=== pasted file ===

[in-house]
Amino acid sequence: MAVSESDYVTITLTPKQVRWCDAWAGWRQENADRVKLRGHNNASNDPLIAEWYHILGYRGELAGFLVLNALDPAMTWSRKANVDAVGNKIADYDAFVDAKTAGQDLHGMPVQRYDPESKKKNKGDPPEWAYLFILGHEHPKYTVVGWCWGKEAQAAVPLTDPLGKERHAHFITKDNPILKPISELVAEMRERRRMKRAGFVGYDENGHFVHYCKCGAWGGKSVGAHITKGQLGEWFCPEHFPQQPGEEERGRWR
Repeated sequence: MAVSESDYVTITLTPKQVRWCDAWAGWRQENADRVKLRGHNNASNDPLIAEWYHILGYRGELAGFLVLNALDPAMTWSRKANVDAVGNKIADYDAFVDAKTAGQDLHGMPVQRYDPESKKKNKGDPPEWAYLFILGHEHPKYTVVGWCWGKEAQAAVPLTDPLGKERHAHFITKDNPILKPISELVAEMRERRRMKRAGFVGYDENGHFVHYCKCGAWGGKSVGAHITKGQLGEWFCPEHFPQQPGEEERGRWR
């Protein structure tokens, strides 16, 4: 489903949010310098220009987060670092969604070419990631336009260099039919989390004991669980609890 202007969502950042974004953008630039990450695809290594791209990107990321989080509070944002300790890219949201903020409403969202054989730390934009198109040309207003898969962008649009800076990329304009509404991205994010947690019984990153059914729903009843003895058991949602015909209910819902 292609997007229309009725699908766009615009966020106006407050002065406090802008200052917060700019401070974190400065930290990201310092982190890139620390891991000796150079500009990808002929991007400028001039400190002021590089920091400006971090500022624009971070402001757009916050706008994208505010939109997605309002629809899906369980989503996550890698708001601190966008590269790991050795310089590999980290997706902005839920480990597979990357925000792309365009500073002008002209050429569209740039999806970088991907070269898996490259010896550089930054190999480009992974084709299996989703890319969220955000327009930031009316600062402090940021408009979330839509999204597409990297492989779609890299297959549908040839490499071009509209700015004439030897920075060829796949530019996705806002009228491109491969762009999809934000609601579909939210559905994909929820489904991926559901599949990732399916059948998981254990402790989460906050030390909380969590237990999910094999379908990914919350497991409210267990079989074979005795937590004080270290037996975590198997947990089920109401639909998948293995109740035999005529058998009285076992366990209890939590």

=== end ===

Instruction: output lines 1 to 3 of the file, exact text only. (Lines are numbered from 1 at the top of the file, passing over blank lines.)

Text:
[in-house]
Amino acid sequence: MAVSESDYVTITLTPKQVRWCDAWAGWRQENADRVKLRGHNNASNDPLIAEWYHILGYRGELAGFLVLNALDPAMTWSRKANVDAVGNKIADYDAFVDAKTAGQDLHGMPVQRYDPESKKKNKGDPPEWAYLFILGHEHPKYTVVGWCWGKEAQAAVPLTDPLGKERHAHFITKDNPILKPISELVAEMRERRRMKRAGFVGYDENGHFVHYCKCGAWGGKSVGAHITKGQLGEWFCPEHFPQQPGEEERGRWR
Repeated sequence: MAVSESDYVTITLTPKQVRWCDAWAGWRQENADRVKLRGHNNASNDPLIAEWYHILGYRGELAGFLVLNALDPAMTWSRKANVDAVGNKIADYDAFVDAKTAGQDLHGMPVQRYDPESKKKNKGDPPEWAYLFILGHEHPKYTVVGWCWGKEAQAAVPLTDPLGKERHAHFITKDNPILKPISELVAEMRERRRMKRAGFVGYDENGHFVHYCKCGAWGGKSVGAHITKGQLGEWFCPEHFPQQPGEEERGRWR